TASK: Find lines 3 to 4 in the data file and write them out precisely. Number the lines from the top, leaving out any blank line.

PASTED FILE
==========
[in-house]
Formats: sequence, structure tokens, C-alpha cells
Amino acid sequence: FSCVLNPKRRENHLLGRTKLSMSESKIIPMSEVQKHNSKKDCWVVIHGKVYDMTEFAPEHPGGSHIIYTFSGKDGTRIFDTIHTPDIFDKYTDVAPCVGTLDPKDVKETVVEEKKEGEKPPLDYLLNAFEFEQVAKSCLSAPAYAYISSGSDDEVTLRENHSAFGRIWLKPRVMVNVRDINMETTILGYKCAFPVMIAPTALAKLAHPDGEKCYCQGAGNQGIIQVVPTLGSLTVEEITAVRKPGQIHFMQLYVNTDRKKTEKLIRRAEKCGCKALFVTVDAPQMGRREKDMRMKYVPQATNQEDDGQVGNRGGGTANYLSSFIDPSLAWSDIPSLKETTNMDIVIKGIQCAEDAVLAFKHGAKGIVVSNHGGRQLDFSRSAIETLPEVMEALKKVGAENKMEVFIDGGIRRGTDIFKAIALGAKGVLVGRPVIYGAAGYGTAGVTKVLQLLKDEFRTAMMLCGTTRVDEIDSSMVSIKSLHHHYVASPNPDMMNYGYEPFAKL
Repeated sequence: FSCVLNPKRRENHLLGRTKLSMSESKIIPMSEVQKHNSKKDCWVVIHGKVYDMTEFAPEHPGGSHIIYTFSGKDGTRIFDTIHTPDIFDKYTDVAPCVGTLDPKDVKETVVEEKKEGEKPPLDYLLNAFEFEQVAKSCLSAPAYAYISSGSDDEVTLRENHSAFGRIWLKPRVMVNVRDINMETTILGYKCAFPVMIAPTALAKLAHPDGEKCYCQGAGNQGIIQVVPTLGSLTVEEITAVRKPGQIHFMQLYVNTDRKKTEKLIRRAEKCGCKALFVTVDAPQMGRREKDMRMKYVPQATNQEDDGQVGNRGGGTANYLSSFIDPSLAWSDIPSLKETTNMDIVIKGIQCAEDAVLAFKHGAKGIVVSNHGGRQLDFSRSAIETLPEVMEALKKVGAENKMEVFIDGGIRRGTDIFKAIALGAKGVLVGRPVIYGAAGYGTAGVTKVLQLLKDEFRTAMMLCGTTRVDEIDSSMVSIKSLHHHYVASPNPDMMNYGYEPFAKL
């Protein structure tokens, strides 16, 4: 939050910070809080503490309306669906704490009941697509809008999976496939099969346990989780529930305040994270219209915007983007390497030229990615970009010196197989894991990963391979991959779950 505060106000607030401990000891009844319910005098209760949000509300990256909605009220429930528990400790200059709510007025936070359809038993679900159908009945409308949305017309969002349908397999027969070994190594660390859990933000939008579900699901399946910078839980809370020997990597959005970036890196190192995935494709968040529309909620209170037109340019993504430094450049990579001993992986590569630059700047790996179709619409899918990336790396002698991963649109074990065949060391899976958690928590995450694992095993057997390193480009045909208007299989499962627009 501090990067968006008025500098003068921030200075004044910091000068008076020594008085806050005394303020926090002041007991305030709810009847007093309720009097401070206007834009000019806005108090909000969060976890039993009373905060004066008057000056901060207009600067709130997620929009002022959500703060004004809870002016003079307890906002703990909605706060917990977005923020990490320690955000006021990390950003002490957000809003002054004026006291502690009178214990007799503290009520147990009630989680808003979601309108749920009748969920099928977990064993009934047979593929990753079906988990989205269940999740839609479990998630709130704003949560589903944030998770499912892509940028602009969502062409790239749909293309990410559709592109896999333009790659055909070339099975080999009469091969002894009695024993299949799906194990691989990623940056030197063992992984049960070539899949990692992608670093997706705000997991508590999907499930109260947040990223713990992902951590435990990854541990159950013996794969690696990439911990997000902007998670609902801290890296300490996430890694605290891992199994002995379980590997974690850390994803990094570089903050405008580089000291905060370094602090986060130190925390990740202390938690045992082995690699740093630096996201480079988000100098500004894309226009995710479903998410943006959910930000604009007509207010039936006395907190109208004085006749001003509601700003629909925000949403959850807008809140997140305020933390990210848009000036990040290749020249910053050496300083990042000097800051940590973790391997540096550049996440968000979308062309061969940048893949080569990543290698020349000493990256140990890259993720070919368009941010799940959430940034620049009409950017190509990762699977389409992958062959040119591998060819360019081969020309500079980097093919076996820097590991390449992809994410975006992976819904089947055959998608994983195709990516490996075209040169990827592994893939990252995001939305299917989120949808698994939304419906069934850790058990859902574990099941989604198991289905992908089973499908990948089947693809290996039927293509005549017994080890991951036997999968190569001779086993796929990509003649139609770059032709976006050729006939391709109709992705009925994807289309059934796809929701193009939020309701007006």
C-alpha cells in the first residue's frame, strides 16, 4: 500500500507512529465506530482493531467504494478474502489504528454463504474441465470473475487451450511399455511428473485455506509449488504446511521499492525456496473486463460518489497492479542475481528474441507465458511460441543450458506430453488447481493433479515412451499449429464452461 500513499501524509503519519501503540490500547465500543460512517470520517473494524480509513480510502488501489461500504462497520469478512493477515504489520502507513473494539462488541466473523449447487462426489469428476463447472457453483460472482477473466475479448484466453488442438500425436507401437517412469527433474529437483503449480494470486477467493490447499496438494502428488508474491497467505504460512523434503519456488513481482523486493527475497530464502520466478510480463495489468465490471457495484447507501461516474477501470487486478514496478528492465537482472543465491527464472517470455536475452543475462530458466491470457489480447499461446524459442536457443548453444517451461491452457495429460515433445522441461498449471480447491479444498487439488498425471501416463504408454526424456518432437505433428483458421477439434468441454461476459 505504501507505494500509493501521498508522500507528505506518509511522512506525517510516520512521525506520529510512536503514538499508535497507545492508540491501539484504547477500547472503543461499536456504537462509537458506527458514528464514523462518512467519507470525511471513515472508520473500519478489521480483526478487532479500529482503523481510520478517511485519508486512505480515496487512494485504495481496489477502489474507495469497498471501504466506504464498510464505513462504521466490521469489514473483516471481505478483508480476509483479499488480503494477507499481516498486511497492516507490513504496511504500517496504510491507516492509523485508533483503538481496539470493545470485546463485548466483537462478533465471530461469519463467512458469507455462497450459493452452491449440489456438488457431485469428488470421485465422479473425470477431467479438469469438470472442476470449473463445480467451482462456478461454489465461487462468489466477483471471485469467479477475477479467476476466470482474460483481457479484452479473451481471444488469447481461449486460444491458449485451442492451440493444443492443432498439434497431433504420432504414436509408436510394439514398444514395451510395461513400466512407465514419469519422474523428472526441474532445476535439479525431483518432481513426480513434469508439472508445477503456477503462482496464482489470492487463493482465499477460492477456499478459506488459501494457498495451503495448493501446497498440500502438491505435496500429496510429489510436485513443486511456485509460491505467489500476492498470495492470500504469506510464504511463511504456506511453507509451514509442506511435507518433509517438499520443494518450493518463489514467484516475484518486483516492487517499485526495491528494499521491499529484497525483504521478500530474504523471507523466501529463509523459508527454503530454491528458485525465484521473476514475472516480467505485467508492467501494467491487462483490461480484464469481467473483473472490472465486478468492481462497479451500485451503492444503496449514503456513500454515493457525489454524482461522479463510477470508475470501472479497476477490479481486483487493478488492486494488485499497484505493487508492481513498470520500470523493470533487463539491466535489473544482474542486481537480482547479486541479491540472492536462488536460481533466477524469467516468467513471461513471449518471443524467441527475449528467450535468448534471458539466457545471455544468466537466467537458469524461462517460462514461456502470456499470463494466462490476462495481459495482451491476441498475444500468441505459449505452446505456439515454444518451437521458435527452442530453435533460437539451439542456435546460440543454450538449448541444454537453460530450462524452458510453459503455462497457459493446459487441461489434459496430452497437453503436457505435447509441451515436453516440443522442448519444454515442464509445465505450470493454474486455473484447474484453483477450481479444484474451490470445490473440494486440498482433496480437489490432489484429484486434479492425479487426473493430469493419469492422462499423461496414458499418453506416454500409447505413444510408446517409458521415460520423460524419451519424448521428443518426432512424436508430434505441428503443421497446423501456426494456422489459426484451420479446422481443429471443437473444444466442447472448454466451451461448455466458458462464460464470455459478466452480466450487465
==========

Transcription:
Amino acid sequence: FSCVLNPKRRENHLLGRTKLSMSESKIIPMSEVQKHNSKKDCWVVIHGKVYDMTEFAPEHPGGSHIIYTFSGKDGTRIFDTIHTPDIFDKYTDVAPCVGTLDPKDVKETVVEEKKEGEKPPLDYLLNAFEFEQVAKSCLSAPAYAYISSGSDDEVTLRENHSAFGRIWLKPRVMVNVRDINMETTILGYKCAFPVMIAPTALAKLAHPDGEKCYCQGAGNQGIIQVVPTLGSLTVEEITAVRKPGQIHFMQLYVNTDRKKTEKLIRRAEKCGCKALFVTVDAPQMGRREKDMRMKYVPQATNQEDDGQVGNRGGGTANYLSSFIDPSLAWSDIPSLKETTNMDIVIKGIQCAEDAVLAFKHGAKGIVVSNHGGRQLDFSRSAIETLPEVMEALKKVGAENKMEVFIDGGIRRGTDIFKAIALGAKGVLVGRPVIYGAAGYGTAGVTKVLQLLKDEFRTAMMLCGTTRVDEIDSSMVSIKSLHHHYVASPNPDMMNYGYEPFAKL
Repeated sequence: FSCVLNPKRRENHLLGRTKLSMSESKIIPMSEVQKHNSKKDCWVVIHGKVYDMTEFAPEHPGGSHIIYTFSGKDGTRIFDTIHTPDIFDKYTDVAPCVGTLDPKDVKETVVEEKKEGEKPPLDYLLNAFEFEQVAKSCLSAPAYAYISSGSDDEVTLRENHSAFGRIWLKPRVMVNVRDINMETTILGYKCAFPVMIAPTALAKLAHPDGEKCYCQGAGNQGIIQVVPTLGSLTVEEITAVRKPGQIHFMQLYVNTDRKKTEKLIRRAEKCGCKALFVTVDAPQMGRREKDMRMKYVPQATNQEDDGQVGNRGGGTANYLSSFIDPSLAWSDIPSLKETTNMDIVIKGIQCAEDAVLAFKHGAKGIVVSNHGGRQLDFSRSAIETLPEVMEALKKVGAENKMEVFIDGGIRRGTDIFKAIALGAKGVLVGRPVIYGAAGYGTAGVTKVLQLLKDEFRTAMMLCGTTRVDEIDSSMVSIKSLHHHYVASPNPDMMNYGYEPFAKL